Pulwama’s Aftermath and Pakistani Reaction
Amb D P Srivastava, Distinguished Fellow, VIF

The Pakistani Parliament in a joint session adopted a consensus resolution on 1st March reiterating Pakistan’s traditional position of confusing terrorism with self-determination. The resolution did not condemn Pulwama terror attack. It instead condemned India’s charge against Pakistan as ‘baseless’ and ‘politically motivated’, and guided by its ‘electoral calculations’.

The resolution also reflected Pakistani anguish at invitation to the External Affairs Minister Smt. Sushma Swaraj to attend the Organisation for Islamic Cooperation (OIC) Summit. It noted with ‘deep disapprobation’ that India was invited as a Guest of Honour at the OIC Foreign Ministers’ inaugural meeting.

The resolution was moved by Foreign Minister Qureshi, though the call for joint session of Parliament had come from the Opposition. During Saudi Crown Prince Mohammad Bin Salman’ visit, which took place after Pulwama attack, the Government did not invite opposition leaders to any official function or State banquet. Its rush to form national consensus after India’s counter-strike underlined its nervousness. It wanted political cover to ‘de-escalate’, as the last paragraph of the resolution called for.

Pakistan’s support to terrorism continues despite worsening economic situation. Visit of UAE Crown Prince to Pakistan in January and Saudi Crown Prince in February brought that country generous aid at a critical time. This lifted the mood. However, the report of State Bank of Pakistan (SBP) for first quarter of FY 2018 - 19 (Q1, FY19) has pointed out that the country’s macro-economic situation remains ‘challenging’. The period of report July-September 2018 coincides with inauguration of Imran Khan Government in August.

The report points out that large scale manufacturing contracted for the first time in seven years during Q1 FY 19. The effect was compounded by under-performance of the agricultural sector, as lower than average rainfall in the country aggravated the prevailing water shortages. The situation of water availability in Sindh is described as ‘alarming’.

The SBP report mentions that fiscal deficit remained high as revenue collection could not keep pace with growing current expenditure. Overall fiscal deficit reached Rs. 541.7 billion, which exceeded the corresponding figure for FY 18 by almost Rs. 100 billion. While export growth slowed down from 12.4 percent last year to only 3.8 percent in Q1 FY 19, the import bill went up due to 50.9 percent increase in global crude oil prices. There may be some fudging here, as after sharp increase in May-October period, crude prices started to decline November onwards.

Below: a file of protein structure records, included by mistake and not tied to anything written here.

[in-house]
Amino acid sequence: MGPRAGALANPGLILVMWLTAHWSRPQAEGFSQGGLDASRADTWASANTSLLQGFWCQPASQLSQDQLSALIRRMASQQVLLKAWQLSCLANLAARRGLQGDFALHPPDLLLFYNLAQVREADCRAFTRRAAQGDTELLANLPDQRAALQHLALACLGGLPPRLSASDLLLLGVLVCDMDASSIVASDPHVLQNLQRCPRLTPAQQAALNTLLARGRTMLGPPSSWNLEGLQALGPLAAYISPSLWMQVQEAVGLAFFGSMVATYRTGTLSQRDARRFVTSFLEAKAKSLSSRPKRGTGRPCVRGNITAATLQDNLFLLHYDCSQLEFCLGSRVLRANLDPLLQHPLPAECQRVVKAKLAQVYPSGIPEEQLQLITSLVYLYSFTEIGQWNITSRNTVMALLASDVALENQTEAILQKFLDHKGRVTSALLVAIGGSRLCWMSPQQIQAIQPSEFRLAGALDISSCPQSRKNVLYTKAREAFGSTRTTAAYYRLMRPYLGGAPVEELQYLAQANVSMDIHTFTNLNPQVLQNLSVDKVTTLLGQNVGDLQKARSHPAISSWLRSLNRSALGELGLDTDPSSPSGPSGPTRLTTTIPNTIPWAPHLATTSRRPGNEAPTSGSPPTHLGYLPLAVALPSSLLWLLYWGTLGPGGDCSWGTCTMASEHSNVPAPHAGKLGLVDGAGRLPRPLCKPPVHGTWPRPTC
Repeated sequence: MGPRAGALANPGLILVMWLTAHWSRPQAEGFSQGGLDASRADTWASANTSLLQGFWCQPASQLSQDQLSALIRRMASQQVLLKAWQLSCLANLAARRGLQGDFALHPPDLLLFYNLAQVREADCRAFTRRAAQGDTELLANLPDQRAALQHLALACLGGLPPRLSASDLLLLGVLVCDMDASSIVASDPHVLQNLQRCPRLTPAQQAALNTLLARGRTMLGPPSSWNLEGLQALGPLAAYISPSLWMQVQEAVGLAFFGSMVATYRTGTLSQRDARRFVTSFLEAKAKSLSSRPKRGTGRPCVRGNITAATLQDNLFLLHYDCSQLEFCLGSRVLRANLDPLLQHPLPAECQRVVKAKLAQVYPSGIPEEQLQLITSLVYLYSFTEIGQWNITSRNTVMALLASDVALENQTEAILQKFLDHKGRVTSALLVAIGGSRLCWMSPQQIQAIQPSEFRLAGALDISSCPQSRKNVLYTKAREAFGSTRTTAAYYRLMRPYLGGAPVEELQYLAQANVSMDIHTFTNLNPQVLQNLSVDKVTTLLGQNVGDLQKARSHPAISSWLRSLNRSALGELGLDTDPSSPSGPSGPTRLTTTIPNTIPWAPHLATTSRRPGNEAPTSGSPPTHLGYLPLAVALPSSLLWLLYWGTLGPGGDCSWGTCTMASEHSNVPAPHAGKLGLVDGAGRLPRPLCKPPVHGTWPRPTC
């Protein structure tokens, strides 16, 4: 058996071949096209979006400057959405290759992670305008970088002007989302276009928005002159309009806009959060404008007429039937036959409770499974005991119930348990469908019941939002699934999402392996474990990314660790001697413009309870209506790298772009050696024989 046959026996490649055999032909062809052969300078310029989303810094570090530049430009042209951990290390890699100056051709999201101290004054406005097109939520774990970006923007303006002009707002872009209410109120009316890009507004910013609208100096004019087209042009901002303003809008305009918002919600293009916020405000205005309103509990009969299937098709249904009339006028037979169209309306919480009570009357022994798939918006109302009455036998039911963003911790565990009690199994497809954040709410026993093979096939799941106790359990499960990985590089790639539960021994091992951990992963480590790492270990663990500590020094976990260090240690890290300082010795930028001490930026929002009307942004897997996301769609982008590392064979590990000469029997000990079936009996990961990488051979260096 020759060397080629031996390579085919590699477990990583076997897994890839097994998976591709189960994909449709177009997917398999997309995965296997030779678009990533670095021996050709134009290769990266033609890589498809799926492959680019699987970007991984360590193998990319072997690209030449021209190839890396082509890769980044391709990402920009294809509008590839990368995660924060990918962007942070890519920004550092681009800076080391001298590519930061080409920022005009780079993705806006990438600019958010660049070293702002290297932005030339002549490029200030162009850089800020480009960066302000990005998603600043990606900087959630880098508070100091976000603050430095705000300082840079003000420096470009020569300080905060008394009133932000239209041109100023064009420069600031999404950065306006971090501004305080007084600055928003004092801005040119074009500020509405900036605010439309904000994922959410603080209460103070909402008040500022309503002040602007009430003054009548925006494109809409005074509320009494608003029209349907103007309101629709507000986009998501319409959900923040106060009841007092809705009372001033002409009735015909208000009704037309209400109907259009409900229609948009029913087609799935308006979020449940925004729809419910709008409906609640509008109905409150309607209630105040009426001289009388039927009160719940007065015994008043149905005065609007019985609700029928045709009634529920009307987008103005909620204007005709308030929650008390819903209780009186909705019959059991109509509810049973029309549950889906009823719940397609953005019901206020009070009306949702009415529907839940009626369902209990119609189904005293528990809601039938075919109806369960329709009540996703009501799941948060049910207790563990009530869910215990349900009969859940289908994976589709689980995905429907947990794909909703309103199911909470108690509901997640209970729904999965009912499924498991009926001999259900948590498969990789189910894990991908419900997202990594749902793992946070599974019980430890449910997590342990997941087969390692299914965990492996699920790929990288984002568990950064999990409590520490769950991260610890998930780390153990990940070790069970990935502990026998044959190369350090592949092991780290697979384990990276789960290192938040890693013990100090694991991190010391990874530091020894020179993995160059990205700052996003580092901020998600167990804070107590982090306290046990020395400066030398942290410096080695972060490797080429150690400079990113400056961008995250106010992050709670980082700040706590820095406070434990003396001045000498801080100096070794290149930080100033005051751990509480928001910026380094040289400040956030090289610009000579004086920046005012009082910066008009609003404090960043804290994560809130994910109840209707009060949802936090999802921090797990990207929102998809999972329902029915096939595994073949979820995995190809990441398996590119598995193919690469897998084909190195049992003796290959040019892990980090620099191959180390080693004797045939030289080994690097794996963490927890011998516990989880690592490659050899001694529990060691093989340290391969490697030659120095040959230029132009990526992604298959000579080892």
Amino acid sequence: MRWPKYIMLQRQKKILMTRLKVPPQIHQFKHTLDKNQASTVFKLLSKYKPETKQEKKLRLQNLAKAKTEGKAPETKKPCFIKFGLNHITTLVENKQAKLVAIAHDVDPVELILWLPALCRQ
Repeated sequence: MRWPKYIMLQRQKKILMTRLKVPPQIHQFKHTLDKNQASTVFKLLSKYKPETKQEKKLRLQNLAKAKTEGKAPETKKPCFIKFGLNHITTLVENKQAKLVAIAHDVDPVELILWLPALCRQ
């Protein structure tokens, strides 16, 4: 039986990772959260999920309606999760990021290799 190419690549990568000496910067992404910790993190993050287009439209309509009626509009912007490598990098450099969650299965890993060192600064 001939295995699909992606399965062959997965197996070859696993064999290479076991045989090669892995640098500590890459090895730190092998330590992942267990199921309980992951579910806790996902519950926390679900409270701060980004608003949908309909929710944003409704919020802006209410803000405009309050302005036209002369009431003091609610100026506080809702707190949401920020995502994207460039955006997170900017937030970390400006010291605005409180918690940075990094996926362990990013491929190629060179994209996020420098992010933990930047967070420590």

After achieving a 13 year high growth of 5.8 percent in FY 18, Pakistan’s economy is showing signs of moderation. It may be mentioned that Pakistan follows July to June budget cycle. Hence high growth in FY 18 largely corresponds to last part of Nawaz Sharif’s term. Slowing growth will certainly limit Prime Minister Imran Khan’s elbow room to deliver on his promise for increased social spending in ‘Naya Pakistan’.

Karachi Stock Exchange dived from 40,506 on 14th February, the day of Pulwama attack to 38,821 on February 26th, the day Indian Air Force struck at Balakot. The next day it went down further to 38,692, when it became apparent that Pakistan had lost one F-16 in dog-fight with Indian Mig 21. Over the 1 year horizon, Karachi Stock Exchange has gone down by nearly 10 % from 43,829 to 39,539 points.

Deteriorating economy calls for restraint in foreign adventure. This sober reality is not reflected in Pakistani Army’s calculus in its relations with the neighbours to the East or the West. Afghan situation is in flux. Pakistan military relished its ‘front-line’ status during Cold War and earned handsome dividend in terms of military aid from US. Since 2001, despite generous US assistance, it has successfully undermined American effort to stabilize Afghanistan. As Trump Administration is getting ready to draw-down its forces, Pakistan continues to push Taliban, its protégé, to demand maximal terms. It is also unable or unwilling to restrain terror groups based on Pakistani soil from launching attacks on Iranian security forces.

What are the lessons Pakistan has drawn from Pulwama? It is too early to draw firm conclusions. But it is worth noting that after failing to deter Indian counter-strike by alluding to war, Pakistan called for ‘de-escalation’. It no longer has the comfort that nuclear threat could contain Indian reaction to action at the Line of Control (LoC). Indian pre-emptive counter-strike against terrorist camp in Balakot was in Pakistani territory. Will Pakistani Army exercise more control on terrorist groups on Pakistani soil in future? Should India get drawn in dialogue with Pakistan after Abhinandan’s release?

Pakistan’s concept of dialogue is based on use of force and terror, as we have learned in J&K. Prime Minister Imran Khan lauded Taliban’s dialogue with US and Russia in his speech as template for Indo-Pak relations. The talks in Doha and Moscow are accompanied by Taliban’s rejection of cease-fire offered by Ghani Government. For Pakistan terrorism and dialogue are two sides of the same coin.


Image Source: https://img.etimg.com/thumb/msid-68020472,width-300,imgsize-224574,resizemode-4/view-pulwama-terror-attack-is-a-wake-up-call.jpg

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